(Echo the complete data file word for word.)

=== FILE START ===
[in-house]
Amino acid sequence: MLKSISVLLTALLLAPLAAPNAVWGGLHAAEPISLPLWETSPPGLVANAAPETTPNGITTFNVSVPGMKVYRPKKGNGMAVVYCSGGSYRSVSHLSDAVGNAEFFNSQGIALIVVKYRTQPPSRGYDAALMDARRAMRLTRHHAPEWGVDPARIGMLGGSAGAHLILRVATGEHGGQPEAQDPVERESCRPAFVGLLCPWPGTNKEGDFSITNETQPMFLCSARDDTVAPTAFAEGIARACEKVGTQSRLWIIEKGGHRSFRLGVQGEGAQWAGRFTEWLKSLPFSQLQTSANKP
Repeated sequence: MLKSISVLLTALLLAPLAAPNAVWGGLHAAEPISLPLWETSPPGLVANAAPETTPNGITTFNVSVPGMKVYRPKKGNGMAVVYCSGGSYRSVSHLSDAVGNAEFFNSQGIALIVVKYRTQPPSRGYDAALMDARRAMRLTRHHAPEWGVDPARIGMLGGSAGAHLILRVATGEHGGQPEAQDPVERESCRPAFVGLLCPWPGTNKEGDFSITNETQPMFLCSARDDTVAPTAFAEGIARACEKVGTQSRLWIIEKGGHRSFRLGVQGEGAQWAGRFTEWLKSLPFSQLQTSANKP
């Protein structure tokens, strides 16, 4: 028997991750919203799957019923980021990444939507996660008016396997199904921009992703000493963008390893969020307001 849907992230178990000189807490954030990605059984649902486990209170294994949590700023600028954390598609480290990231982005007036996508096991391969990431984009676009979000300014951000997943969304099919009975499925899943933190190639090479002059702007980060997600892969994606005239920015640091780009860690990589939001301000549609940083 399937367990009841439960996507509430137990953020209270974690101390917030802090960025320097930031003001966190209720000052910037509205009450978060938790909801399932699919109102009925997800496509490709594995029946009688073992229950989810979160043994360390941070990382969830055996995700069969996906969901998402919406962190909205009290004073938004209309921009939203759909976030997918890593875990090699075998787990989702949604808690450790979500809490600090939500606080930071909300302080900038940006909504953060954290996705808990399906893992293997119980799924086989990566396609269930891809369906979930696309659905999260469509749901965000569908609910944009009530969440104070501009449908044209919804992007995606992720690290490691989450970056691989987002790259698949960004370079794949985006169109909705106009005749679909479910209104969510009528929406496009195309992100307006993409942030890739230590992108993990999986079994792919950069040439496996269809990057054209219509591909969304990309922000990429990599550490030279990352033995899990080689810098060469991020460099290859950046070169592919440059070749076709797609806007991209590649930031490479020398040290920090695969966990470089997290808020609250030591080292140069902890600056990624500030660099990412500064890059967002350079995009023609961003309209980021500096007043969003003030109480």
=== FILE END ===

[in-house]
Amino acid sequence: MLKSISVLLTALLLAPLAAPNAVWGGLHAAEPISLPLWETSPPGLVANAAPETTPNGITTFNVSVPGMKVYRPKKGNGMAVVYCSGGSYRSVSHLSDAVGNAEFFNSQGIALIVVKYRTQPPSRGYDAALMDARRAMRLTRHHAPEWGVDPARIGMLGGSAGAHLILRVATGEHGGQPEAQDPVERESCRPAFVGLLCPWPGTNKEGDFSITNETQPMFLCSARDDTVAPTAFAEGIARACEKVGTQSRLWIIEKGGHRSFRLGVQGEGAQWAGRFTEWLKSLPFSQLQTSANKP
Repeated sequence: MLKSISVLLTALLLAPLAAPNAVWGGLHAAEPISLPLWETSPPGLVANAAPETTPNGITTFNVSVPGMKVYRPKKGNGMAVVYCSGGSYRSVSHLSDAVGNAEFFNSQGIALIVVKYRTQPPSRGYDAALMDARRAMRLTRHHAPEWGVDPARIGMLGGSAGAHLILRVATGEHGGQPEAQDPVERESCRPAFVGLLCPWPGTNKEGDFSITNETQPMFLCSARDDTVAPTAFAEGIARACEKVGTQSRLWIIEKGGHRSFRLGVQGEGAQWAGRFTEWLKSLPFSQLQTSANKP
């Protein structure tokens, strides 16, 4: 028997991750919203799957019923980021990444939507996660008016396997199904921009992703000493963008390893969020307001 849907992230178990000189807490954030990605059984649902486990209170294994949590700023600028954390598609480290990231982005007036996508096991391969990431984009676009979000300014951000997943969304099919009975499925899943933190190639090479002059702007980060997600892969994606005239920015640091780009860690990589939001301000549609940083 399937367990009841439960996507509430137990953020209270974690101390917030802090960025320097930031003001966190209720000052910037509205009450978060938790909801399932699919109102009925997800496509490709594995029946009688073992229950989810979160043994360390941070990382969830055996995700069969996906969901998402919406962190909205009290004073938004209309921009939203759909976030997918890593875990090699075998787990989702949604808690450790979500809490600090939500606080930071909300302080900038940006909504953060954290996705808990399906893992293997119980799924086989990566396609269930891809369906979930696309659905999260469509749901965000569908609910944009009530969440104070501009449908044209919804992007995606992720690290490691989450970056691989987002790259698949960004370079794949985006169109909705106009005749679909479910209104969510009528929406496009195309992100307006993409942030890739230590992108993990999986079994792919950069040439496996269809990057054209219509591909969304990309922000990429990599550490030279990352033995899990080689810098060469991020460099290859950046070169592919440059070749076709797609806007991209590649930031490479020398040290920090695969966990470089997290808020609250030591080292140069902890600056990624500030660099990412500064890059967002350079995009023609961003309209980021500096007043969003003030109480």